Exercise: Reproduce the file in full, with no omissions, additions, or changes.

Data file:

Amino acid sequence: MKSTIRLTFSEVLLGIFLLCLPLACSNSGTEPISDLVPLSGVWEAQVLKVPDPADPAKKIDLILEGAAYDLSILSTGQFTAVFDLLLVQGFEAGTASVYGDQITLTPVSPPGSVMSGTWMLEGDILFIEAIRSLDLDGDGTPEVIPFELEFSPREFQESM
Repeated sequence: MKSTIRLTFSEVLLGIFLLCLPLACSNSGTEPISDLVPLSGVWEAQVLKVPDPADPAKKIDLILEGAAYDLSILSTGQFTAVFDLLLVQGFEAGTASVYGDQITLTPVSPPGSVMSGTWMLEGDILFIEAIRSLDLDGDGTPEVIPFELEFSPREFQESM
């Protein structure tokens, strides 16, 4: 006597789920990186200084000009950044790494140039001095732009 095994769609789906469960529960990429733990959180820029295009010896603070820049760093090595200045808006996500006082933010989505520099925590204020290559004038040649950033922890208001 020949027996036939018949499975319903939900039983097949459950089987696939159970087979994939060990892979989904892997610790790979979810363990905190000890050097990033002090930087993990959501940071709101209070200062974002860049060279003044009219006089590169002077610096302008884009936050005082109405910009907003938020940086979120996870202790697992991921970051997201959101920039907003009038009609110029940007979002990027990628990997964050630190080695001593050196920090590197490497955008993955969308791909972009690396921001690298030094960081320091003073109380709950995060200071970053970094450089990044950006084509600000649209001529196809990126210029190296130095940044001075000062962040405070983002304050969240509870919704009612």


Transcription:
Amino acid sequence: MKSTIRLTFSEVLLGIFLLCLPLACSNSGTEPISDLVPLSGVWEAQVLKVPDPADPAKKIDLILEGAAYDLSILSTGQFTAVFDLLLVQGFEAGTASVYGDQITLTPVSPPGSVMSGTWMLEGDILFIEAIRSLDLDGDGTPEVIPFELEFSPREFQESM
Repeated sequence: MKSTIRLTFSEVLLGIFLLCLPLACSNSGTEPISDLVPLSGVWEAQVLKVPDPADPAKKIDLILEGAAYDLSILSTGQFTAVFDLLLVQGFEAGTASVYGDQITLTPVSPPGSVMSGTWMLEGDILFIEAIRSLDLDGDGTPEVIPFELEFSPREFQESM
């Protein structure tokens, strides 16, 4: 006597789920990186200084000009950044790494140039001095732009 095994769609789906469960529960990429733990959180820029295009010896603070820049760093090595200045808006996500006082933010989505520099925590204020290559004038040649950033922890208001 020949027996036939018949499975319903939900039983097949459950089987696939159970087979994939060990892979989904892997610790790979979810363990905190000890050097990033002090930087993990959501940071709101209070200062974002860049060279003044009219006089590169002077610096302008884009936050005082109405910009907003938020940086979120996870202790697992991921970051997201959101920039907003009038009609110029940007979002990027990628990997964050630190080695001593050196920090590197490497955008993955969308791909972009690396921001690298030094960081320091003073109380709950995060200071970053970094450089990044950006084509600000649209001529196809990126210029190296130095940044001075000062962040405070983002304050969240509870919704009612």